Today’s Top Global Business Leaders Need Strong Listening Skills

An executive spends most of his time listening, yet it’s the thing he’s least qualified to do. According to a senior level San Jose Chinese translator, executives and managers ought to spend most of their communication time listening; yet many listen poorly. Take the case of America’s auto industry. Rather than listen to what experts were saying about energy shortages, Detroit continued to build its gas guzzlers. Even after the 1973 energy crisis, auto makers failed to listen to what consumers wanted: more economical cars. And when the government tried forcing the industry to listen, the industry lobbied intensively against the need for mileage ratings.  The Americans never did listen; they woke up, finally, to find that Japanese auto makers had cornered 20 percent of the market.

Knowledge gained from listening often can be turned to profit. As one translator with a Philadelphia translation services company suggested, “A client may have an idea for improving a product or service; a manager may suggest ways of increasing employee morale; an employee might suggest ways to increase production. But unless someone is willing to listen, the ideas are lost and so are the benefits.”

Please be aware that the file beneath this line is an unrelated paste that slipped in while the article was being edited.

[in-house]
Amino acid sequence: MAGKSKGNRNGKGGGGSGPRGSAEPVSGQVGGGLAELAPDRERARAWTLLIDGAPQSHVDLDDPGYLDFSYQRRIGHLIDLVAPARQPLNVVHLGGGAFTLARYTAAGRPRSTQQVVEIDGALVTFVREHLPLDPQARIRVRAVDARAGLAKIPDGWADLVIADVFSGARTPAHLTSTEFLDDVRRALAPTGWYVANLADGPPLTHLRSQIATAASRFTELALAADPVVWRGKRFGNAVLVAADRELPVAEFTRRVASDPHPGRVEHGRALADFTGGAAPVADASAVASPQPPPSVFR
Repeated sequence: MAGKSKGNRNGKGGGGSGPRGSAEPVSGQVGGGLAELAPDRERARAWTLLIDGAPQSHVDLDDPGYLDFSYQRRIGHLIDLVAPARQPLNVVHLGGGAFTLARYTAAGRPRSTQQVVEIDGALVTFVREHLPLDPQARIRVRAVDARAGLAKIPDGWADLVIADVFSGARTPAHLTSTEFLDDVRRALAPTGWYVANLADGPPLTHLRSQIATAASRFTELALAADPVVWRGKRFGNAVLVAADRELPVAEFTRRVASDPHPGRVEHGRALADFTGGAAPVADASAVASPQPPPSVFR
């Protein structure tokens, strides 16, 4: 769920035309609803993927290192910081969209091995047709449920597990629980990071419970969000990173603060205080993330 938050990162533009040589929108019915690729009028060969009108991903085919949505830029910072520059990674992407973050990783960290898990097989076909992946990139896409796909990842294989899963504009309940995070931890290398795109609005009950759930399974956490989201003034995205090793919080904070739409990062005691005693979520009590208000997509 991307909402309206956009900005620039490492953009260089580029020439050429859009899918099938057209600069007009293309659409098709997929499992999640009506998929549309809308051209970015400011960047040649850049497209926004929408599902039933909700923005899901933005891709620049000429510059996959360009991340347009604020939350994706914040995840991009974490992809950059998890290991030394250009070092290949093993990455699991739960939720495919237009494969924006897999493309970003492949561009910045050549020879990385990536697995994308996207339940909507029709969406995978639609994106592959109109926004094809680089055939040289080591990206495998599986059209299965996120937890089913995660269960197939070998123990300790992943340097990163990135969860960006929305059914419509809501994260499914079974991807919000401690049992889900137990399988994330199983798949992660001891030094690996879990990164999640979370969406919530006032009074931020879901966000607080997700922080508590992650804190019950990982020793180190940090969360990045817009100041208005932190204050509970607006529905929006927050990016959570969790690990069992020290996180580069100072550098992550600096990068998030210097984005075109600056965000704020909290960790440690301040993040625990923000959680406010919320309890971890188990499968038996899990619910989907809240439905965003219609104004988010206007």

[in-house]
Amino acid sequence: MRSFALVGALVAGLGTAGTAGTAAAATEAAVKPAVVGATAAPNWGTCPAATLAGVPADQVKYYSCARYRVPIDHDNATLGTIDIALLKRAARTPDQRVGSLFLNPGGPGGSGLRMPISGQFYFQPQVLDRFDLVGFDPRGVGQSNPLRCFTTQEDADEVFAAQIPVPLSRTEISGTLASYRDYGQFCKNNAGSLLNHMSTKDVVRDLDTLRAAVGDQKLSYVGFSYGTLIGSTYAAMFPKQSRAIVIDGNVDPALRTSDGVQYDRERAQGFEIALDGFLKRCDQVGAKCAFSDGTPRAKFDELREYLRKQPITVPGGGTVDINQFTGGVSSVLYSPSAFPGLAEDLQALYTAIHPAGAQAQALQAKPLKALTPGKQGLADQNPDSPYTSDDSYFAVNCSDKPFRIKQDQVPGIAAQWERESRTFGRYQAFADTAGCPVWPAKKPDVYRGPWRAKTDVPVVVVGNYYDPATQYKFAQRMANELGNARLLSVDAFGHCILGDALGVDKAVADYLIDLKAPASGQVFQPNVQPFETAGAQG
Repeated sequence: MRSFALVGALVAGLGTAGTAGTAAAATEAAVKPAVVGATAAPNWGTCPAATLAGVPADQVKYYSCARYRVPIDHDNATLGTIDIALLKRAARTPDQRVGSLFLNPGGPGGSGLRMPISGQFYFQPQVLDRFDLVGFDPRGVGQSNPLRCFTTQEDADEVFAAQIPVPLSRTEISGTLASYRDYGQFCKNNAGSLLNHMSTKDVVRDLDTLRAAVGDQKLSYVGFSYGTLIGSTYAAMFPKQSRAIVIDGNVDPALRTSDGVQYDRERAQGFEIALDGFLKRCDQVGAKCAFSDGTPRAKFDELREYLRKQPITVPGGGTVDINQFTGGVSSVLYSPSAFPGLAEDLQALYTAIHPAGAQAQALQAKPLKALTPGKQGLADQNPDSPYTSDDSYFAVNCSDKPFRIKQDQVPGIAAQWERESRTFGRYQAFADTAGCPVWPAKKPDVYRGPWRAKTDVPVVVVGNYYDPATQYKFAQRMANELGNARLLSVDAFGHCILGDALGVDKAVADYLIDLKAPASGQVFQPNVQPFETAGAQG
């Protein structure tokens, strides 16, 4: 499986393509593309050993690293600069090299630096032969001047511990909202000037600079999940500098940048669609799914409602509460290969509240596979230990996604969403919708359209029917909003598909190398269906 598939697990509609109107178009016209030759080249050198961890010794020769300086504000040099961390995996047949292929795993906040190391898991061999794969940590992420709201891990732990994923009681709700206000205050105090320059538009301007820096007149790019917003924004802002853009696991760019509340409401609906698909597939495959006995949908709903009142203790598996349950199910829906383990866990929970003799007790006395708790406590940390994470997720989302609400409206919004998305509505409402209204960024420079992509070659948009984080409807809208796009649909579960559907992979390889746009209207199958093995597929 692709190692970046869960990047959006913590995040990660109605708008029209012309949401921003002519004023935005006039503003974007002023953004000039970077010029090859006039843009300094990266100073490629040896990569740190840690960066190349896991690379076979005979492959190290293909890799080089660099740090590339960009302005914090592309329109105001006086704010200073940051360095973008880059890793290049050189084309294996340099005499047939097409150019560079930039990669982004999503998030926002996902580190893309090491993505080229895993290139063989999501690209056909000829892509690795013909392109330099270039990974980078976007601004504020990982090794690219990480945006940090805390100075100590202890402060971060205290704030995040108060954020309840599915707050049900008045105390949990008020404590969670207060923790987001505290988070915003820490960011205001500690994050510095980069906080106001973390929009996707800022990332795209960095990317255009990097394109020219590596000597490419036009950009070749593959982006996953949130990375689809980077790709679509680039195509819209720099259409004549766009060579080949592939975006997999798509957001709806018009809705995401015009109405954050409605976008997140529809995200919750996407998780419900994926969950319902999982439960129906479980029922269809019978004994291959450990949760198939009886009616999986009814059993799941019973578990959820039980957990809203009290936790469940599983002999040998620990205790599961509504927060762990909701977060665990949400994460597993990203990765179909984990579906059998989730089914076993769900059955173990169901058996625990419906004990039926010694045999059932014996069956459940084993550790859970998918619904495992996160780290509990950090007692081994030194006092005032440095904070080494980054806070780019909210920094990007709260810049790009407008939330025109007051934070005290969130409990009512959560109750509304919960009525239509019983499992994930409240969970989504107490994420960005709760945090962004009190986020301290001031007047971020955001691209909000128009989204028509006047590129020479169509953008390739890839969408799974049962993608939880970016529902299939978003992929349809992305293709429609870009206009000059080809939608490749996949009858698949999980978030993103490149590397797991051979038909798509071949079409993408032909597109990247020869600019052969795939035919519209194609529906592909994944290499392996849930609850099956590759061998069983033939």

A global organization’s success largely depends on its managers. And global managers spend most of their time communicating with employees, usually one-to-one or through the use of an Indianapolis translation company. A look at current managerial objectives illustrates the need for managers who listen well.

Effective managers should

l. raise the level of employee morale

2. increase the readiness of employees to accept change

3. develop teamwork

4 . further the individual development of employees

These objectives coincide with Douglas McGregor’s Theory Y, the management theory centering on supportive, participative management (in contrast to Theory X: authoritative command). According to McGregor’s hypothesis, workers want their company to succeed. They want to work and take pride in their accomplishments. But for Theory Y to work, managers must talk less and listen more.

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